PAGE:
Published by Community Manager on 14 June 2022
Right from Amelia Earhart to Sarah Marquis, enterprising women travellers and visionaries have left us enthralled and inspired with their adventures. Even the different waves of feminism have highlighted the empowering nature of travel for a woman; how it is a profound way for women to step into their power, a power that has often been taken away from them by systems.
BUT, no more!
Today, a woman traveller accepts that it can be unsafe to travel solo, and at the same time, she is also prepared with her sharp wit to ward off danger and greet adventure when she wants to.
If you are a woman traveller looking to go on your first or even your millionth travel adventure, here is a list of six books by women travellers that will inspire you to keep moving forward:
Full Tilt: Ireland to India with a Bicycle, by Dervla Murphy
Armed with the tenacity paralleled only by the harsh European winter she encountered on the first leg of her travel from Ireland to India, the 32-year- old cyclist and adventure writer covered over 3000 miles in 1963. The book is filled with charming and exciting anecdotes of all the many encounters Murphy had on her six-month adventure. The book also serves as an account of a world gone by; Murphy travels through a pre-Revolution Iran, and an Afghanistan that was cherishing its cultural uniqueness before the great powers started exerting their overbearing influence. Read the book for the nonchalance with which Murphy travels; it is about time that women get to roam the world with the same sense of entitlement that men do!
Wild by Nature, by Sarah Marquis
You’d have to do something really spectacular to be chosen as one of National Geographic's Adventurers of the Year. For Marquis, she earned this title because of her 2010-2013 adventure where she walked 12,000 miles from Siberia to Australia. Alone. From being struck with dengue while in the middle of a jungle to having to deal with the fear of being sexually assaulted by men in different countries, Marquis’ journey definitely reflects her grit and resolution. There are tons of stories of her experience as a solo woman traveller and how she was looked upon with doubt, but these same stories are also about pushing through and moving towards your goal. Read this book if you want to be inspired and can handle a little abrupt storytelling.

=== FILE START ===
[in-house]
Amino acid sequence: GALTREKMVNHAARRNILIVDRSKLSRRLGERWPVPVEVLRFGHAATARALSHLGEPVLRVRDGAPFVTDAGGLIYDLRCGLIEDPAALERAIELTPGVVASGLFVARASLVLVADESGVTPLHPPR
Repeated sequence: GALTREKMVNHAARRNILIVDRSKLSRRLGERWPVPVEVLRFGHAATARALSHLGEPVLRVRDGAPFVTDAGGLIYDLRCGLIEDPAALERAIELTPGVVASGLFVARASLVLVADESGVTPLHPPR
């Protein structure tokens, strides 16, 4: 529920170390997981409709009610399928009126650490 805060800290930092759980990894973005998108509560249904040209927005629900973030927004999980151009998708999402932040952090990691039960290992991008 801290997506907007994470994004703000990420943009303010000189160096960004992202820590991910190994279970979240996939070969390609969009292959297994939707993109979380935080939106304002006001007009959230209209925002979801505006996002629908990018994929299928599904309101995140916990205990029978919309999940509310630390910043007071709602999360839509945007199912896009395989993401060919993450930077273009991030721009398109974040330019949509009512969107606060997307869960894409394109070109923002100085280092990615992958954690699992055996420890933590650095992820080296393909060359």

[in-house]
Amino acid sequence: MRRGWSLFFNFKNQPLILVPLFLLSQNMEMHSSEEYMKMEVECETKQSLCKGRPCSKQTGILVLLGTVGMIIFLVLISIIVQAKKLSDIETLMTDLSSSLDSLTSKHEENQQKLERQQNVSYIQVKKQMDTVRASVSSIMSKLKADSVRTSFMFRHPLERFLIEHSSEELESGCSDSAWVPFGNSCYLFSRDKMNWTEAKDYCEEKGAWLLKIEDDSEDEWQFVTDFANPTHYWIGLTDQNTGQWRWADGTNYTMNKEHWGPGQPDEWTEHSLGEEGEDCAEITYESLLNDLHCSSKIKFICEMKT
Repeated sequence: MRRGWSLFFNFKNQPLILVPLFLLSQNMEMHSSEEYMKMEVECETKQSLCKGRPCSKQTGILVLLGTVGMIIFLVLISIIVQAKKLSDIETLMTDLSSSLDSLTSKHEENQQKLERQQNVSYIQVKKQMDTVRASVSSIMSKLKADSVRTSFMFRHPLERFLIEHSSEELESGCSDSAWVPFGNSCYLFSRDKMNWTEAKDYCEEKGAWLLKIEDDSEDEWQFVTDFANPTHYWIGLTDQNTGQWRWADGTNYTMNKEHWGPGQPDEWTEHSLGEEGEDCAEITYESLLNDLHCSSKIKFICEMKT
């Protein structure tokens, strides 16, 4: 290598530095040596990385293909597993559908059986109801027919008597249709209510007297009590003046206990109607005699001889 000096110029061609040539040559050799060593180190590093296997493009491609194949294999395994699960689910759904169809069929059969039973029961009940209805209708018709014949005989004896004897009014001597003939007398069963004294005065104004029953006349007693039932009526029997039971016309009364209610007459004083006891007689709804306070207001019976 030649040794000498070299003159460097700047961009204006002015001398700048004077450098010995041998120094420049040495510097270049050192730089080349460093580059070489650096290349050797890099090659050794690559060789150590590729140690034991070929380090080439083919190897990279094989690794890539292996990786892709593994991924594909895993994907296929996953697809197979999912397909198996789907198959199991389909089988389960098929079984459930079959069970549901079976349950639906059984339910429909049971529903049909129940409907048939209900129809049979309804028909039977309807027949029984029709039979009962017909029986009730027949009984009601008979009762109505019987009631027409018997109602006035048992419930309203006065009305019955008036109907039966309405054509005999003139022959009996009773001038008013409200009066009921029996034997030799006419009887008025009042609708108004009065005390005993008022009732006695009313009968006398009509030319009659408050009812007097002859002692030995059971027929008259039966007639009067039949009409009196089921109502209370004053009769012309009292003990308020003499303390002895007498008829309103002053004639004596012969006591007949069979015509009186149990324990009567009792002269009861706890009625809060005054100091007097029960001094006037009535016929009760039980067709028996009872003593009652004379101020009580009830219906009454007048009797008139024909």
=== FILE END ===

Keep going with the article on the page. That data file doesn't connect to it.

Tales of a Female Nomad: Living at Large in the World, by Rita Golden Gelman
We all hit an existential crisis at one age or another. For Gelman, the need to pause and reflect came when she was 48 and wanting a divorce. So, in 1986, Gelman sold off her possessions and started the nomad life- from observing orangutans in the jungles of Borneo to living with an indigenous people in Mexico, she has been on quite a novel adventure. This book is a great reminder of what it means to follow your joy, and to not be afraid to lead a life you’re proud of.
Eat Pray Love: One Woman's Search for Everything Across Italy, India and Indonesia, by Elizabeth Gilbert
Have you ever stopped in the middle of the day wondering whether you are leading a fulfilling life? Questioned whether you are your most authentic self or simply a conditioned version of what society has asked you to be? If yes, then order a copy of Gilbert’s book which has also been adapted into a movie now. Touted as one of the best self- help books for women out there, ‘Eat, Pray, Love’ chronicles the year in the author’s life where she sold off all her possessions, quit her job, and embarked on a journey to find herself…and spoiler alert- she found herself.
Shadow City: A Woman Walks Kabul by Taran Khan
There is a history that we learn from newspapers and books, and there is a history we learn when we speak to the people of the culture we are exploring. For Taran Khan, exploring Kabul and the lives of Kabuli people was something she wanted to do after the fall of the Taliban. So, from 2006 to 2013, she spoke to the locals, immersed in their lives, and wrote a book about her adventures and learnings. If you have ever wanted to explore something but the world has opposed you for reasons unknown, pick up this book for some inspiration on following your heart.
Wild: From Lost to Found on the Pacific Crest Trail, by Cheryl Strayed
Grief has a way of making us questioning everything we have ever known about life and ourselves. So, when 22-year-old Cheryl Strayed lost her mom, family, and her marriage, she decided to do the only thing that made sense to her- hike the Pacific Crest Trail for 1000 miles without any backpacking experience. The story is about grief and taking ownership of your mistakes, and life in general. Strayed’s writing makes both ideas palatable even though it comes with its own rollercoaster of emotions, and serves as one of the best motivational books for women.
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